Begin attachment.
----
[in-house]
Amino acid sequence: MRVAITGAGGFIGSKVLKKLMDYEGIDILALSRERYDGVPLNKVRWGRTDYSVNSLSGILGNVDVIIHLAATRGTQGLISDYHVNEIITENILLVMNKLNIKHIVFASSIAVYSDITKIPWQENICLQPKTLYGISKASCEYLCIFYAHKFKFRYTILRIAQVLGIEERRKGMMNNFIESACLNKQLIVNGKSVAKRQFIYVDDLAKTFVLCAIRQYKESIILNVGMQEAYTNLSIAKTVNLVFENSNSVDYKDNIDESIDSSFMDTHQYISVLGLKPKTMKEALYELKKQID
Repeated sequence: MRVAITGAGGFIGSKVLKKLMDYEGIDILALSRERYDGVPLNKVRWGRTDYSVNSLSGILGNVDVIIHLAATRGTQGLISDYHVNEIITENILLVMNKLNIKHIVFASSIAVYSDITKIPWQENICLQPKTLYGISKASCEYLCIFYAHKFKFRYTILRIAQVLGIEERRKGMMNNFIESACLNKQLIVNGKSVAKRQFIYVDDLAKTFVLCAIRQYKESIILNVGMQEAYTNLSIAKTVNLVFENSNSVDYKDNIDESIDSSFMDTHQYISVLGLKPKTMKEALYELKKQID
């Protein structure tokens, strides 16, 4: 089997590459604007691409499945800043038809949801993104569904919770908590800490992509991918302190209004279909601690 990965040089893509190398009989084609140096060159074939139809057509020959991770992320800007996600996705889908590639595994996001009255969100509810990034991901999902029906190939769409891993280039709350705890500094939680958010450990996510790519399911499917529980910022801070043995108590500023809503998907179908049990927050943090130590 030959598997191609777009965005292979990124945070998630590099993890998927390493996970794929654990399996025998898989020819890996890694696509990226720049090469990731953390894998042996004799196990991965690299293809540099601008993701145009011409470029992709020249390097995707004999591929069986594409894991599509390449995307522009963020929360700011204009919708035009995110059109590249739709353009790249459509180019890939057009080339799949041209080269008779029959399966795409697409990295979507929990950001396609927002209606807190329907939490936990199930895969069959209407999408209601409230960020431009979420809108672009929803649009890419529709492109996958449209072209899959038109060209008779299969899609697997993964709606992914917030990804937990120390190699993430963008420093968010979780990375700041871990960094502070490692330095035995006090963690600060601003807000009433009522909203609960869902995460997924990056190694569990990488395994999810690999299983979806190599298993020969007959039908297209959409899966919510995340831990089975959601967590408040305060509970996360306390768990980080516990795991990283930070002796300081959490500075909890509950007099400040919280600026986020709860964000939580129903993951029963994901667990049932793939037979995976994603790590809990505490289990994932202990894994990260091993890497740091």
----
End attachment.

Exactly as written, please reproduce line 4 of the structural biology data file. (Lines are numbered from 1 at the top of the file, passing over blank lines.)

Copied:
């Protein structure tokens, strides 16, 4: 089997590459604007691409499945800043038809949801993104569904919770908590800490992509991918302190209004279909601690 990965040089893509190398009989084609140096060159074939139809057509020959991770992320800007996600996705889908590639595994996001009255969100509810990034991901999902029906190939769409891993280039709350705890500094939680958010450990996510790519399911499917529980910022801070043995108590500023809503998907179908049990927050943090130590 030959598997191609777009965005292979990124945070998630590099993890998927390493996970794929654990399996025998898989020819890996890694696509990226720049090469990731953390894998042996004799196990991965690299293809540099601008993701145009011409470029992709020249390097995707004999591929069986594409894991599509390449995307522009963020929360700011204009919708035009995110059109590249739709353009790249459509180019890939057009080339799949041209080269008779029959399966795409697409990295979507929990950001396609927002209606807190329907939490936990199930895969069959209407999408209601409230960020431009979420809108672009929803649009890419529709492109996958449209072209899959038109060209008779299969899609697997993964709606992914917030990804937990120390190699993430963008420093968010979780990375700041871990960094502070490692330095035995006090963690600060601003807000009433009522909203609960869902995460997924990056190694569990990488395994999810690999299983979806190599298993020969007959039908297209959409899966919510995340831990089975959601967590408040305060509970996360306390768990980080516990795991990283930070002796300081959490500075909890509950007099400040919280600026986020709860964000939580129903993951029963994901667990049932793939037979995976994603790590809990505490289990994932202990894994990260091993890497740091």